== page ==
Amazing 4K Time Lapse Created Using 109GB of NASA Space Photos

Source: screenshot (Vimeo/NASA)

Source: screenshot (Vimeo/NASA)

The International Space Station is a joint venture run by NASA, the European Space Agency and the equivalent agencies from Russia, Japan and Canada.

I don’t know about the other agencies, but NASA and ESA do an excellent job releasing their outlandish footage to the public, and some of the public puts the footage to great use.

One of these people is Dmitry Pisanko, who collected 95,623 of the publicly accessible raw images, and after lots of editing and working his magic put together a 4K time lapse showing some of the best views seen from space.

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GoPro Camera Strapped to a Rocket Captures Magnificent Footage as it Falls Back to Earth

SpaceX

SpaceX is a privately owned company that aims to revolutionize space technology with its advanced rockets and spacecrafts.

Hoping to carry its first human astronauts in 2017 and eventually colonize Mars someday, the company is obviously performing a bunch of rocket and spacecraft launches and – and many of these activities are documented and shared on SpaceX’s YouTube channel.

This time, however, instead of sharing more footage of a rocket launch recorded from the ground, the company strapped a GoPro camera to one of its two-stage Falcon 9 rockets and uploaded out-of-this-world (literally) footage of Earth as the rocket falls back down.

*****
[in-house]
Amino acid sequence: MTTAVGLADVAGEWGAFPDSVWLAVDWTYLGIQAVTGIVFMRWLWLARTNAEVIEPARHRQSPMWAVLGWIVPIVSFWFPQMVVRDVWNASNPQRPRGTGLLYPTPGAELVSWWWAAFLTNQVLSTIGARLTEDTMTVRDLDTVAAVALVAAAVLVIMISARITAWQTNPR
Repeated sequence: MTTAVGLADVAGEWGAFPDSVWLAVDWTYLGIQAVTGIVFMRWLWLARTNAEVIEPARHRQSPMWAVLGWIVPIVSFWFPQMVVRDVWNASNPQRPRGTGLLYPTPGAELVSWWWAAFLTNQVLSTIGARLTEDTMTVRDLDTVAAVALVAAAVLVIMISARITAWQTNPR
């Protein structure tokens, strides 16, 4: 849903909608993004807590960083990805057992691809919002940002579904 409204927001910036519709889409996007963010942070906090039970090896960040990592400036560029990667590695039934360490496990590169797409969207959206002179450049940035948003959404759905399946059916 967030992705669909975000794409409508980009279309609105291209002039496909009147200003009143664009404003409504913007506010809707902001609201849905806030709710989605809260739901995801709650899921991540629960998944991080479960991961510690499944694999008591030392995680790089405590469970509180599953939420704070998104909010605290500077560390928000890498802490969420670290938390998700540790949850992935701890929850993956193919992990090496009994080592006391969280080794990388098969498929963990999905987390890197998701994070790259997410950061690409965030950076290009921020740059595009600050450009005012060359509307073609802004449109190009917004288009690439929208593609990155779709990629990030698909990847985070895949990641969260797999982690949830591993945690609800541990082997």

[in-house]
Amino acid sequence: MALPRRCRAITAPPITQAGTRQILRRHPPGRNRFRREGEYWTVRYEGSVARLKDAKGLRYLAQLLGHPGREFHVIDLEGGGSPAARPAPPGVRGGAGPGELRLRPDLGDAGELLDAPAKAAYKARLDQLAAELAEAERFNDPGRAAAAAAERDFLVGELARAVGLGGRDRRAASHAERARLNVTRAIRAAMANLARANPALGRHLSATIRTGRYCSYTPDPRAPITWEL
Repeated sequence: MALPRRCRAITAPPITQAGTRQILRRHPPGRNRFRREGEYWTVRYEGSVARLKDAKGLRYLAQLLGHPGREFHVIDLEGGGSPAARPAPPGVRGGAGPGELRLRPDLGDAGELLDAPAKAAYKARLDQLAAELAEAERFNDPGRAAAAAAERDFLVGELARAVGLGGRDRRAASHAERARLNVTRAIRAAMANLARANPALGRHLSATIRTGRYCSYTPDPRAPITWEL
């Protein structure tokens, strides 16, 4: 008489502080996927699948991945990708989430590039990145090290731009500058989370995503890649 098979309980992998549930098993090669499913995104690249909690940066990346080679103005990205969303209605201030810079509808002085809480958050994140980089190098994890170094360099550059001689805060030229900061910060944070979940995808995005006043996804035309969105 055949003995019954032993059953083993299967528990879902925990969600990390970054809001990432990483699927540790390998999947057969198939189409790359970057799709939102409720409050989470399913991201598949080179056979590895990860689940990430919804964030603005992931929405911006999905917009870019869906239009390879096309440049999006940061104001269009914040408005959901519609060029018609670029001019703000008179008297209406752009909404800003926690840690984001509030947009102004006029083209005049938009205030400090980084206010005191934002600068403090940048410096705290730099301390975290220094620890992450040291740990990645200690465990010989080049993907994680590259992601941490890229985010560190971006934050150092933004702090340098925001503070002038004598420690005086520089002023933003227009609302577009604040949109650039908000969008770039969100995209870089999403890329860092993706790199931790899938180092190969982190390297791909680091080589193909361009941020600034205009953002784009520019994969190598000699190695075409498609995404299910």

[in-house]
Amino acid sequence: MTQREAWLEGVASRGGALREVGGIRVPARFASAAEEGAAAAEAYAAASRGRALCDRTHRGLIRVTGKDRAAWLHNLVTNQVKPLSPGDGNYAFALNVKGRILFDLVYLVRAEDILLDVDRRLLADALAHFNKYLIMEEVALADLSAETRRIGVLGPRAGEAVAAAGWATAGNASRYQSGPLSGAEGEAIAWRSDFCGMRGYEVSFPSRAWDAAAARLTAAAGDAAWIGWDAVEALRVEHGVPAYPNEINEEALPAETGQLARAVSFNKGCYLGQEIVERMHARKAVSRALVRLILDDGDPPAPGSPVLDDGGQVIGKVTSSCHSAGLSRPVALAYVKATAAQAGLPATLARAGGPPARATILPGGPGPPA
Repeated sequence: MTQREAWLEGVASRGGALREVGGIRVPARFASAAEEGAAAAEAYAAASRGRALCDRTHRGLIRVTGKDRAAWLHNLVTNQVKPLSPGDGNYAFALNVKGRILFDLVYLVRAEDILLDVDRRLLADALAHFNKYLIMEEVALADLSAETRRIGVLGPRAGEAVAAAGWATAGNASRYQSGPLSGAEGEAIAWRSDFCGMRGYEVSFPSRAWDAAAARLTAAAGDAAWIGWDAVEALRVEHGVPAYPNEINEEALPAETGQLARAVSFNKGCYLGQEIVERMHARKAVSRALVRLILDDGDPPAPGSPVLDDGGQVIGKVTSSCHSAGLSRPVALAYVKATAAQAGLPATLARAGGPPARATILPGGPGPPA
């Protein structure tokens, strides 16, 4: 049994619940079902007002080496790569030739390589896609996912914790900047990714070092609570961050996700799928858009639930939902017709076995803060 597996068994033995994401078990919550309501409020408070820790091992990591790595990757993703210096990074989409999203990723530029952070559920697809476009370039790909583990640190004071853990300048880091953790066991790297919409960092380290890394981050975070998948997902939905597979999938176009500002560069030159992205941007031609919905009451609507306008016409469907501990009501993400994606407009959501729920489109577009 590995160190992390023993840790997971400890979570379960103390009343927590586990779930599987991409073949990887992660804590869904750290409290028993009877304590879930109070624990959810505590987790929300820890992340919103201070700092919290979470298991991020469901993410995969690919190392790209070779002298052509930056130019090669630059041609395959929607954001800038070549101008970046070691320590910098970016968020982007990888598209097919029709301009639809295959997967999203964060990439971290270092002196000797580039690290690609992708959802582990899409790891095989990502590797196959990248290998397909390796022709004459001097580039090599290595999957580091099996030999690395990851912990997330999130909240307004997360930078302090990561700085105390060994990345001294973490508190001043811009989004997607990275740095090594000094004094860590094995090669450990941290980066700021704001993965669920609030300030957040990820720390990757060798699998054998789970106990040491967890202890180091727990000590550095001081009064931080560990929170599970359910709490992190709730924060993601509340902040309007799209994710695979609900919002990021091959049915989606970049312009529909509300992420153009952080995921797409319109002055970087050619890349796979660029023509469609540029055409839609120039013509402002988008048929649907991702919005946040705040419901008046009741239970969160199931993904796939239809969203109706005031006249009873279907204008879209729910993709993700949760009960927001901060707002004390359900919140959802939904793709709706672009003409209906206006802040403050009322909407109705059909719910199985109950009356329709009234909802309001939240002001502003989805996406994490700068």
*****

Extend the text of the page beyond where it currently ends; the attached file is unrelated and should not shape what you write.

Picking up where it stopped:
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Canon Rumored to Be Working on a Full Frame Astrophotography Camera

Nikon D810a. Will Canon respond with a 5D Mark IVa?

Nikon D810A. Will Canon respond with a 5D Mark IVa?

Not wanting to leave the astrophotography market to Nikon’s upcoming D810A, Canon is said to be working on its own dedicated full frame camera.

When the D810A was announced Nikon said it will start shipping in late May, so any day now, but its Canon competitor is expected to be released only in 2016.

Could we see a Canon 5D Mark IVa?

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The Dragonfly Telescope Uses Ten Canon 400mm f/2.8 Lenses to Detect Faint Galaxies

Credit: University of Toronto/Yale University

Credit: University of Toronto/Yale University

While telescopes do a great job gathering light and obtaining images of ridiculously distant objects, even the largest and most advanced units are assumed to be unable to detect certain faint structures due scattered light which may be hiding them.

An awkward looking, multi-lens array was built to solve the problem – the Dragonfly Telephoto Array. Using ten of Canon’s finest 400mm lenses, the Dragonfly’s design significantly reduces scattered light and internal reflections within the optics, allowing ultra-low surface brightness astronomy at visible wavelengths.

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This Photo of a Sunset Was Captured By a Robot. On Mars.

Mars_Sunset

The Mars Curiosity Rover snapped this photo of a Martian sunset several weeks ago, on SOL 956 to be exact, and beamed it back to Earth.

Never mind the Rover’s impressive photographic skills, I still find it mind blowing that such a high-res image travelled 225,300,000 km and made it with all the pixels in the right order.